Feeding the Kids

If spring brings mating displays and nest building, then summer is sure to be filled with baby birds. Lately, everywhere I look I see frazzled parents bringing food to their ravenous offspring. No sooner have they stuffed the moth or grasshopper or beetle or dragonfly down that bottomless gullet than they’re off looking for the next morsel.

Bullock's Oriole feeding young at nest_SE-EPC-CO_LAH_5363Recently I was out birding with a friend when she spied this occupied Bullock’s Oriole nest in a big cottonwood. I was thrilled—I’ve seen plenty of oriole nests in the fall and winter, while the trees are leafless, but I’d never before observed one while it was still in use. We immediately backed away from the tree, not wanting to scare off the parents, and set up our tripods across the street where we could watch the birds.

 

A minute later, Mama Oriole arrived, beak full of a large insect. The nestlings immediately started fussing, hoping to be chosen to receive the meal. Beaks gaping, they jostled to be noticed. Some cute little squawks obviously meant, “I’m hungry, feed me!”

While only the female oriole builds her distinctive woven nest and incubates the eggs, when the young hatch it takes both parents to keep up with the demand for food and more food. Over the next forty minutes or so, we noticed that it was only the female making deliveries while the male hung out in a nearby field, feeding himself. I can only hope that at some point he’ll relieve his mate, giving her a chance to find her own meals—and maybe a short nap.

Bullock's Oriole_SE-EPC-CO_LAH_5176rf

The week before, this same sharp-eyed friend had discovered an American Dipper nest, secreted into a crevice in a canyon wall above a rushing stream. We could only see the bottom of the nest, but it must have been occupied. As the parents swooped in with each meal, we could barely make out  their skinny legs as they rose up on tiptoe to reach their offspring. Then, food stuffed into the hungry chicks, they’d quickly launch off the ledge to head back upstream for the next meal.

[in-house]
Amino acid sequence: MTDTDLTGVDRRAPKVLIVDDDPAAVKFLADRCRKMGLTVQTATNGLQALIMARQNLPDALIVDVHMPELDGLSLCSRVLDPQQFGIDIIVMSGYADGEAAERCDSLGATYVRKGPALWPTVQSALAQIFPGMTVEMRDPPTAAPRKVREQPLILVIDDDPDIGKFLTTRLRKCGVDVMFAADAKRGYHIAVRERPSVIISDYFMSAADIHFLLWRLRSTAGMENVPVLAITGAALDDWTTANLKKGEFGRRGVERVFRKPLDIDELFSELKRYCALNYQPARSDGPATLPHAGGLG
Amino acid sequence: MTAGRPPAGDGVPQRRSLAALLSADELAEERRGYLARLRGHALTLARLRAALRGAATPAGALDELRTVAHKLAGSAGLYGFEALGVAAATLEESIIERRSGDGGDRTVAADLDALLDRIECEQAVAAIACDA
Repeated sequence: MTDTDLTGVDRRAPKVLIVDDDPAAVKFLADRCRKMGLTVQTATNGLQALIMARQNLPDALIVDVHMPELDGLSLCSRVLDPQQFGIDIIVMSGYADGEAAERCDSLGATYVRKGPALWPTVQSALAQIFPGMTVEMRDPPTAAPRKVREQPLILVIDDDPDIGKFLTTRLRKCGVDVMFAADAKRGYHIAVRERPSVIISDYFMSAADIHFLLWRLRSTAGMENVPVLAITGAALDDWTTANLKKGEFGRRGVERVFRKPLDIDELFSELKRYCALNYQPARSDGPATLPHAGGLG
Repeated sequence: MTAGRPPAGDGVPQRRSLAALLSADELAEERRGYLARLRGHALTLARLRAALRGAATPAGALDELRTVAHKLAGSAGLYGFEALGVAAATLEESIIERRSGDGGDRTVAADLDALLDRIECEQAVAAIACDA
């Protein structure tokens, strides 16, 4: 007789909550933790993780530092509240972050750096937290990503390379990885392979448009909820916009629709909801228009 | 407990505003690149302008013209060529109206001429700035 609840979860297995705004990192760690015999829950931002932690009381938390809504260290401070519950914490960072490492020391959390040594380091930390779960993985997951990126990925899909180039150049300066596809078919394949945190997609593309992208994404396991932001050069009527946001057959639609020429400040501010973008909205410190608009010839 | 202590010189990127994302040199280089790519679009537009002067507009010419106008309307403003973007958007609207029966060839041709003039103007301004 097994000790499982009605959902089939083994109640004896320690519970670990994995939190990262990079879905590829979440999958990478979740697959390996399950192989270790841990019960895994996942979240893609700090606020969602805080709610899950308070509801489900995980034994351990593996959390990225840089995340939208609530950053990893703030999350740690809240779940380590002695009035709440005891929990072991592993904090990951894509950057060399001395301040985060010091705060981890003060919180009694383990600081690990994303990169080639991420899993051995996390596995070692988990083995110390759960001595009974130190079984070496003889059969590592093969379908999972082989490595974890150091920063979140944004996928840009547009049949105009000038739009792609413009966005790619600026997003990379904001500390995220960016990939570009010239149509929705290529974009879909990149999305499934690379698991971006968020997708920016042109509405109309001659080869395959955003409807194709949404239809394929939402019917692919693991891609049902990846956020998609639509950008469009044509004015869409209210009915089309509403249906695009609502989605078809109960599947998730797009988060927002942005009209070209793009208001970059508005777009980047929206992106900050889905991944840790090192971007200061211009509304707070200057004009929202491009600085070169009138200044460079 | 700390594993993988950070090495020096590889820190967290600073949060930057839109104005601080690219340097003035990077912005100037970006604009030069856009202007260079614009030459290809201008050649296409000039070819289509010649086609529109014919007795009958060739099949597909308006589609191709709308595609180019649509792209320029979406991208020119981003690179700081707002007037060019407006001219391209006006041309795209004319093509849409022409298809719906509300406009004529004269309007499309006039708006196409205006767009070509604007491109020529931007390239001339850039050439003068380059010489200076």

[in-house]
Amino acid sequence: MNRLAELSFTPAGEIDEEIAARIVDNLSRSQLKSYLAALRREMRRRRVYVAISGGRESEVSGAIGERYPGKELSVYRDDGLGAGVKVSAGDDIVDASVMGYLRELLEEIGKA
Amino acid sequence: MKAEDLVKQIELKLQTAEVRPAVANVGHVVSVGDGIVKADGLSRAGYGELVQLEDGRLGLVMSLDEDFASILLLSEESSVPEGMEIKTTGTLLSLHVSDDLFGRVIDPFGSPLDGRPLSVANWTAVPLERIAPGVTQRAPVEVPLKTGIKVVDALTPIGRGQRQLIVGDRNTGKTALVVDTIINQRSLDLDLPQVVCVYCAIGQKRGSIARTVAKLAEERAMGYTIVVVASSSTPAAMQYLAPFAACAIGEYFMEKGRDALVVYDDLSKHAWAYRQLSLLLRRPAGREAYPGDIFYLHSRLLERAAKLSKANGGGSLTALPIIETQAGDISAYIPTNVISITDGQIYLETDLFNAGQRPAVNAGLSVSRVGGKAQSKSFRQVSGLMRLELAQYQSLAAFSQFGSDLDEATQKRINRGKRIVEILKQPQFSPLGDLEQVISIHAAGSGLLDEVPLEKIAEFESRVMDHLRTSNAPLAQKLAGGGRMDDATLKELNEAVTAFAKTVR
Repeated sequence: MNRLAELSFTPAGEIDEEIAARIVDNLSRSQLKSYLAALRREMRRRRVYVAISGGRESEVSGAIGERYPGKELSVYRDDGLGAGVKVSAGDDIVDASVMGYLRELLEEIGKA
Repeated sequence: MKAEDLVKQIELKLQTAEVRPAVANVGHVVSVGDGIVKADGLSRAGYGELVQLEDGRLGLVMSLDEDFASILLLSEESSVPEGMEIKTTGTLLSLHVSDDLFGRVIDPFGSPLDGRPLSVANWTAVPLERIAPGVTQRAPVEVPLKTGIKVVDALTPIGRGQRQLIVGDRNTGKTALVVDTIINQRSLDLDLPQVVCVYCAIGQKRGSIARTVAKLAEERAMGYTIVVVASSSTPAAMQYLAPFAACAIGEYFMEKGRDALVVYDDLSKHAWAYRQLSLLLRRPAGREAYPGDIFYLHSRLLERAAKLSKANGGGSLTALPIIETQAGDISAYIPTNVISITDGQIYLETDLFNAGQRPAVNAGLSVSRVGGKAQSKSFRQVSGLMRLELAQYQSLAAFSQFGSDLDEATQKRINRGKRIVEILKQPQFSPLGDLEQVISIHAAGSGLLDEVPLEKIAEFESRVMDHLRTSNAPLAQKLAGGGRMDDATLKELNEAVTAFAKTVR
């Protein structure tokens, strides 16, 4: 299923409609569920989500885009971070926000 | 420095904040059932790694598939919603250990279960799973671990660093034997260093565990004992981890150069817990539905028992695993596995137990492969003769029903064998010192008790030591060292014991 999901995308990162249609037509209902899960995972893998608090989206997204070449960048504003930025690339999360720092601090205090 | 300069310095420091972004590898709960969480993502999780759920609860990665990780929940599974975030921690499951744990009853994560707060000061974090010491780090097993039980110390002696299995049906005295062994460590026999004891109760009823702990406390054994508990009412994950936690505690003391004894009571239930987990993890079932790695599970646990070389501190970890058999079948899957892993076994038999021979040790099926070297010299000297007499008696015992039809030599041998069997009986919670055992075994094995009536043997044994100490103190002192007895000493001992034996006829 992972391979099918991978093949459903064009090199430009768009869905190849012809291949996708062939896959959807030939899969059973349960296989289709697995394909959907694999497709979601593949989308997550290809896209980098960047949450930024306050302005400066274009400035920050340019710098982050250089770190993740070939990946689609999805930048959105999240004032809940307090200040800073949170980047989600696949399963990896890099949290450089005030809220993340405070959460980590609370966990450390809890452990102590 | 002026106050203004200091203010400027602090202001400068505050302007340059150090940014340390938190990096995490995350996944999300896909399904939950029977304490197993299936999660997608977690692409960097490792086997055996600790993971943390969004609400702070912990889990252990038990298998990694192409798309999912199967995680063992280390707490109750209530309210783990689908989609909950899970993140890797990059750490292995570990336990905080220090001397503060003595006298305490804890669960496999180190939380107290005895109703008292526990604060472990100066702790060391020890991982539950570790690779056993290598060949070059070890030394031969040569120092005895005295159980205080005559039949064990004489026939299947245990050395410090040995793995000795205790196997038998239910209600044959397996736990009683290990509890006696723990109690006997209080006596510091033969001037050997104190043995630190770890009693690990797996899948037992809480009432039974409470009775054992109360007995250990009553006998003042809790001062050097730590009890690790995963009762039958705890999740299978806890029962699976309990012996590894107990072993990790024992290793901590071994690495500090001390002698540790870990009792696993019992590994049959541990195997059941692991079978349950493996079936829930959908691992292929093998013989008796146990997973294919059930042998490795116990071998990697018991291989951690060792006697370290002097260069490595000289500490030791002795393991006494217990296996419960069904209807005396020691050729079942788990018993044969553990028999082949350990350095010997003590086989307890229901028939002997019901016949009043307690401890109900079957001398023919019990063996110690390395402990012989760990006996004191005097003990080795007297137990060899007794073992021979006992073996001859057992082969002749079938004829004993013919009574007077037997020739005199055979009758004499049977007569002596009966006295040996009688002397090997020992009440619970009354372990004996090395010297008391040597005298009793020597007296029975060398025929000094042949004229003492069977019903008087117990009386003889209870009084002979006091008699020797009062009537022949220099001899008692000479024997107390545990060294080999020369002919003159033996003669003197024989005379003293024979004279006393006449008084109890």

American Dipper at nest_ElevenMileCyn-CO_LAH_4403

American Dipper at nest_ElevenMileCyn-CO_LAH_4205

American Dipper at nest_ElevenMileCyn-CO_LAH_4345

In some cases, the young birds we found had already fledged, although they were still being fed by mom (and often dad). It reminded me of many college students, living away from home but still at least partially supported by generous parents. Some were demanding, such as the fluttering fledgling House Finches in our backyard. Others waited patiently, such as this just-fledged Pygmy Nuthatch we found waiting motionless on a branch while the parents foraged nearby.

White-breasted Nuthatch_NCheyenneCyn-COS-CO_LAH_3625

Birds tend to fall into two groups. Precocial species are ready to run from the moment their down dries. They come with their brains hard-wired to survive, knowing instinctively how to find food and water on their own from the get-go. Chickens and their relatives, most waterfowl, plovers (such as this Killdeer) and sandpipers are all examples of precocial species.

Killdeer baby_YellowstoneNP-WY_LAH_2117

The opposite of precocial is altricial—those species that require an extended period of care, with the parents supplying food, warmth, and protection, before they can leave the nest and manage on their own. All songbirds are altricial, as are woodpeckers, hummingbirds, and doves, for some examples.

The extended time in the nest serves another purpose. Altricial species have to learn to be birds—how to forage or hunt, and even what songs to sing. As a result, these species—think of parrots and corvids, for example—are typically more intelligent, able to learn and adapt to their surroundings.

No matter how crazy the world gets, it helps to see nature carrying on with every new generation. There’s something about seeing a nest full of youngsters that gives me hope.

 

 

 

 

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